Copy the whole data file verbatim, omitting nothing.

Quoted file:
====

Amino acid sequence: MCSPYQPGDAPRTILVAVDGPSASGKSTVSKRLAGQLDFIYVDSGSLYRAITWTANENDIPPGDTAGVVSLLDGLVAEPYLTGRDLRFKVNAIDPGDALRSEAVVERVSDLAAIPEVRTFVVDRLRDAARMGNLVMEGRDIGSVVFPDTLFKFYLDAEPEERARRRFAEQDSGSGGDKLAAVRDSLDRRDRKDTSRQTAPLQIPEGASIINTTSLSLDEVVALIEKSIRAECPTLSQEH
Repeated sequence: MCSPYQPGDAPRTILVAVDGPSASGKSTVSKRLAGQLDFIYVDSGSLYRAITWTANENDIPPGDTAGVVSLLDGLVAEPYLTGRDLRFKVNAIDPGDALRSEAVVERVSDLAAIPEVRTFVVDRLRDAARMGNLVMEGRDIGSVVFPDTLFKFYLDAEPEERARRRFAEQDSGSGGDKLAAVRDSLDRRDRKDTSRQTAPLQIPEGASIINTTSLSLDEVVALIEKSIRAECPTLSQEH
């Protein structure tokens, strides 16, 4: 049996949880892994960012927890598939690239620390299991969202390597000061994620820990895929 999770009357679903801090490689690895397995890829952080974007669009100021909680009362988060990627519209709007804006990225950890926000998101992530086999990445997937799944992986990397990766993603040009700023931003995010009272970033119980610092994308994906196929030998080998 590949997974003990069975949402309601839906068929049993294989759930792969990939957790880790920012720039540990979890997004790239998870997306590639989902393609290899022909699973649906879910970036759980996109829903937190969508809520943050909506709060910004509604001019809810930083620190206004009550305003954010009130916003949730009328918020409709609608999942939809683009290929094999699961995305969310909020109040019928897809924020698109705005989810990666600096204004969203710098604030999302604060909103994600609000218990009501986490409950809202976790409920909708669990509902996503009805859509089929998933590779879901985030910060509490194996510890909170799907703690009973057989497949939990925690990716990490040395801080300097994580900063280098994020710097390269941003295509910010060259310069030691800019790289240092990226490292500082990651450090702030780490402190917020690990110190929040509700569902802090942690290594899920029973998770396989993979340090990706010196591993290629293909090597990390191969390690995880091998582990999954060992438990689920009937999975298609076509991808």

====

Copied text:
Amino acid sequence: MCSPYQPGDAPRTILVAVDGPSASGKSTVSKRLAGQLDFIYVDSGSLYRAITWTANENDIPPGDTAGVVSLLDGLVAEPYLTGRDLRFKVNAIDPGDALRSEAVVERVSDLAAIPEVRTFVVDRLRDAARMGNLVMEGRDIGSVVFPDTLFKFYLDAEPEERARRRFAEQDSGSGGDKLAAVRDSLDRRDRKDTSRQTAPLQIPEGASIINTTSLSLDEVVALIEKSIRAECPTLSQEH
Repeated sequence: MCSPYQPGDAPRTILVAVDGPSASGKSTVSKRLAGQLDFIYVDSGSLYRAITWTANENDIPPGDTAGVVSLLDGLVAEPYLTGRDLRFKVNAIDPGDALRSEAVVERVSDLAAIPEVRTFVVDRLRDAARMGNLVMEGRDIGSVVFPDTLFKFYLDAEPEERARRRFAEQDSGSGGDKLAAVRDSLDRRDRKDTSRQTAPLQIPEGASIINTTSLSLDEVVALIEKSIRAECPTLSQEH
């Protein structure tokens, strides 16, 4: 049996949880892994960012927890598939690239620390299991969202390597000061994620820990895929 999770009357679903801090490689690895397995890829952080974007669009100021909680009362988060990627519209709007804006990225950890926000998101992530086999990445997937799944992986990397990766993603040009700023931003995010009272970033119980610092994308994906196929030998080998 590949997974003990069975949402309601839906068929049993294989759930792969990939957790880790920012720039540990979890997004790239998870997306590639989902393609290899022909699973649906879910970036759980996109829903937190969508809520943050909506709060910004509604001019809810930083620190206004009550305003954010009130916003949730009328918020409709609608999942939809683009290929094999699961995305969310909020109040019928897809924020698109705005989810990666600096204004969203710098604030999302604060909103994600609000218990009501986490409950809202976790409920909708669990509902996503009805859509089929998933590779879901985030910060509490194996510890909170799907703690009973057989497949939990925690990716990490040395801080300097994580900063280098994020710097390269941003295509910010060259310069030691800019790289240092990226490292500082990651450090702030780490402190917020690990110190929040509700569902802090942690290594899920029973998770396989993979340090990706010196591993290629293909090597990390191969390690995880091998582990999954060992438990689920009937999975298609076509991808």